The goal of the True Reformers was clear. Founded by William Washington Browne as a black temperance organization in the late 19th century, it later grew into an insurance, banking, and newspaper business that catered to black people in need of business loans, help and services they could not get from White. businesses, according to the Virginia Encyclopedia. At one time, it was the largest black-owned business in the United States.
The building was also a symbol of Black Washington’s growing political, economic, and educational strength.
John Anderson Lankford, Washington’s first recorded black architect, designed the building. He “stands out in the civilized world as a specimen or an example of what the Negro can and has done with his brains and skill and money,” he said at the time. according to Cultural Tourism DC.
Today, the Public Welfare Foundation, which has owned the building since 1999, works to educate both new Washingtonians and longtime residents of its significance.
In the process, the foundation wants to continue the building’s legacy as a resource for black Americans.
“This is literally hallowed ground,” Candice C. Jones, executive director of the Public Welfare Foundation, said last week as she led a tour through the 119-year-old building, which was updated in 2001 and remodeled again in 2019 just before the pandemic.
“Why is this landmark important? asked Jones. “Because a few blocks from Vermont there was once a tent city where black people fleeing racial terror in the South came to settle. The True Reformer company…would pool its resources and provide people with services they couldn’t get in the marketplace.
This week, the foundation will celebrate its 75th anniversary as a nonprofit that has distributed more than $700 million to grantees doing social justice work, including pushing for criminal justice reform for young people and adults. There will be parties, music (including a performance by the Howard University Marching Band), panel discussions, and a keynote address by Bryan Stevenson, Executive Director of the Equal Justice Initiative.
The anniversary, Jones said, is a chance for the organization to celebrate its ongoing work: seeking “transformative justice.” That doesn’t just mean calling for “less policing, less jail, less sentencing,” she said, but also funding approaches that will meet early-stage needs.
“It can’t just be dismantling. It’s about what you build,” Jones said. “And the one thing we’re going to be able to build on is really more investment in communities of color.”
The True Reformer Building is a symbol of what investment can do for a neighborhood. And what happens when that investment disappears.
Today, the most distinctive feature on the building’s exterior is Ellington’s massive mural, a replica of the one that once stood above the U Street tube station. Coming from the west, the mural, by Washington artist G. Byron Peck, is almost impossible to miss, a reminder in the heavily gentrified hallway of its black beginnings.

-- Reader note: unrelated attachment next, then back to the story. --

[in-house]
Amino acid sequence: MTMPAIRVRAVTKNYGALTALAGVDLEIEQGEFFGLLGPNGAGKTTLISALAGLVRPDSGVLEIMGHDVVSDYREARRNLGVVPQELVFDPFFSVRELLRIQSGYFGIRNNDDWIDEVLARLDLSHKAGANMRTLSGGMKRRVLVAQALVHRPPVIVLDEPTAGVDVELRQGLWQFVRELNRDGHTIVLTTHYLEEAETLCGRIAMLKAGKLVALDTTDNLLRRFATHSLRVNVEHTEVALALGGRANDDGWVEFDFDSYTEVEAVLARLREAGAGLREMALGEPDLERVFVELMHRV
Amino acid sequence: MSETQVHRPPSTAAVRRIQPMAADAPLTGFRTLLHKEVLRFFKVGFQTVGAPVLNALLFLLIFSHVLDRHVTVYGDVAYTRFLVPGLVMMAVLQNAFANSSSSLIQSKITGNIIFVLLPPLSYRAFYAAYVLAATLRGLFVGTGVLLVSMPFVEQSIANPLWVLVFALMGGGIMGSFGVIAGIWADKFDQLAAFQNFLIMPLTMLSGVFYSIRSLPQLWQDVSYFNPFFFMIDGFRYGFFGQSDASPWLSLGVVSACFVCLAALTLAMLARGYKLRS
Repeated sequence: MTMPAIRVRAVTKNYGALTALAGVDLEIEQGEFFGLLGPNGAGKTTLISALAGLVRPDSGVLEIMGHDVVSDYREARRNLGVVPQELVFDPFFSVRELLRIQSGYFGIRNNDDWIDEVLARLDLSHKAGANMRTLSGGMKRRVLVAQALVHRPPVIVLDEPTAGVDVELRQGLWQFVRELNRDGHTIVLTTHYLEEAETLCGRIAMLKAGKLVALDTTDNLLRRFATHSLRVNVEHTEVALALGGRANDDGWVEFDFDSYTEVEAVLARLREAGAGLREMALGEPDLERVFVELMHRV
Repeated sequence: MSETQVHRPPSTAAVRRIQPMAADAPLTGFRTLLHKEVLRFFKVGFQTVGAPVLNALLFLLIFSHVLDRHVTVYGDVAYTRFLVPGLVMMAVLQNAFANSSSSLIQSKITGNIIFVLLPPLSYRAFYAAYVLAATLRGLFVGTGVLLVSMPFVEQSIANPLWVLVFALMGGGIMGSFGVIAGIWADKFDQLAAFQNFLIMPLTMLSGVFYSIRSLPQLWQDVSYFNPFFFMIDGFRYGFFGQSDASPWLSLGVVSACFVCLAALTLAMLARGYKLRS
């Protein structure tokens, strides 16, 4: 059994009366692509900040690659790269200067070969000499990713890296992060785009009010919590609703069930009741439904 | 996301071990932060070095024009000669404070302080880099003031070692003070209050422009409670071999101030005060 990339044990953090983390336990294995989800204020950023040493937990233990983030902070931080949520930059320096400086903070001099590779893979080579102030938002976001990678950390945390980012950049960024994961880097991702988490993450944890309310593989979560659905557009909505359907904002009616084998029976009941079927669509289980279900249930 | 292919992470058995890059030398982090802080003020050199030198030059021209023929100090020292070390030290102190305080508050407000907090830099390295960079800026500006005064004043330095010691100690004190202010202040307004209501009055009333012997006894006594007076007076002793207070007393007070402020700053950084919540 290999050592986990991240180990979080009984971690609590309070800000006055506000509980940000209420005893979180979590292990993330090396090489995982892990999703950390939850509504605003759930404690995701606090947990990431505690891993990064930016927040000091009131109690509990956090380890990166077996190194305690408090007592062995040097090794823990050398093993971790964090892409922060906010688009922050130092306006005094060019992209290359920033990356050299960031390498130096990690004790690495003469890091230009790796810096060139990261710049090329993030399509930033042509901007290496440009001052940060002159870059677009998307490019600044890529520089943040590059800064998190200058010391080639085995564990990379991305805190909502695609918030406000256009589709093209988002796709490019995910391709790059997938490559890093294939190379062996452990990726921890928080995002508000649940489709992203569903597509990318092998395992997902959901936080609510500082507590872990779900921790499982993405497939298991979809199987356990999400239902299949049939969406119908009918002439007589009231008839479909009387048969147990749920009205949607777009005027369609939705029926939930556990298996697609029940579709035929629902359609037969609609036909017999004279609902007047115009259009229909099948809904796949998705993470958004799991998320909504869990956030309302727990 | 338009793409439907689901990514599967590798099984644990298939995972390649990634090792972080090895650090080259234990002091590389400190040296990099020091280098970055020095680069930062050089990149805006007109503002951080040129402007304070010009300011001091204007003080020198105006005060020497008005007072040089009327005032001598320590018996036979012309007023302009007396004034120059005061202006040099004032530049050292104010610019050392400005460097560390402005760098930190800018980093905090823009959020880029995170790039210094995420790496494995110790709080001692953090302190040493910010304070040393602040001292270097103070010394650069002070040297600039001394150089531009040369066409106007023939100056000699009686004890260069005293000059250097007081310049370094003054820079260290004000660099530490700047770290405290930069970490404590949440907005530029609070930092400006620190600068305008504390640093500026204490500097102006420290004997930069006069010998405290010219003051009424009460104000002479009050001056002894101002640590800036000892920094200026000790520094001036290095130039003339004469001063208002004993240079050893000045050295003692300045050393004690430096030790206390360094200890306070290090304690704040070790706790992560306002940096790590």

In the early 20th century, Howard University, a few blocks away, was a vibrant young college whose graduates saw opportunities blossom for them in the new U Street corridor and other parts of the district. U Street grew and became the district’s version of “Wall Street and 125th Street in Harlem at the same time,” said Maurice Jackson, assistant professor of African American history at Georgetown University.
“All the big clubs were there,” Jackson said. “And all the great performers were playing there. Duke Ellington, Mrs Lena Horne.
Jackson said Ellington occasionally played shows in the building’s auditorium and gymnasium between basketball games.
However, as U Street began to prosper, the fortunes of the True Reformers organization faded due to financial scandals and mismanagement. A fraternal organization and secret society purchased the building in 1917, and by mid-century it served as the only Boys Club in the district to admit blacks. Other businesses and organizations would rent the building over the years, but the 1968 riots following the assassination of Martin Luther King Jr. devastated much of U Street. The building survived intact, but the hallway’s fortunes fell.
In 1989 the building was listed on the National Register of Historic Places, and 10 years later it was purchased by the Public Welfare Foundation, which completely renovated and remodeled the building before opening it in 2001.
Today, the building’s other tenants also deal with criminal justice issues. The Washington Legal Clinic for the Homeless and the National Reentry Network for Returning Citizens have their offices in the building. And Public Welfare, the building’s owner, said it would make office space available free of charge to other nonprofits working to address critical social concerns. It also offered its meeting rooms to organizations that needed space and installed large windows on the first floor to make it more attractive to passers-by and give them a better idea of the work taking place there.
Like the building’s original owners, Jones says investing in communities is key. Especially when it comes to issues of justice and judicial reform. In thriving communities, Jones said, there is a continuum of care available to people, including mental health services, counsellors, education and a focus on wellness.
“We need to start investing in the things we want to see, and we don’t want all the tactics to be repression and incarceration,” she said. “We need to have alternative models for real harm reduction, because that’s what will allow us to have healthy communities.”
Public Welfare’s work, Jones said, follows the building’s original owners’ original purpose of serving black Americans who face systemic discrimination. “You have this whole history bubbling through this place,” she said. “And it now exists to support exactly the kind of work that’s being done here.”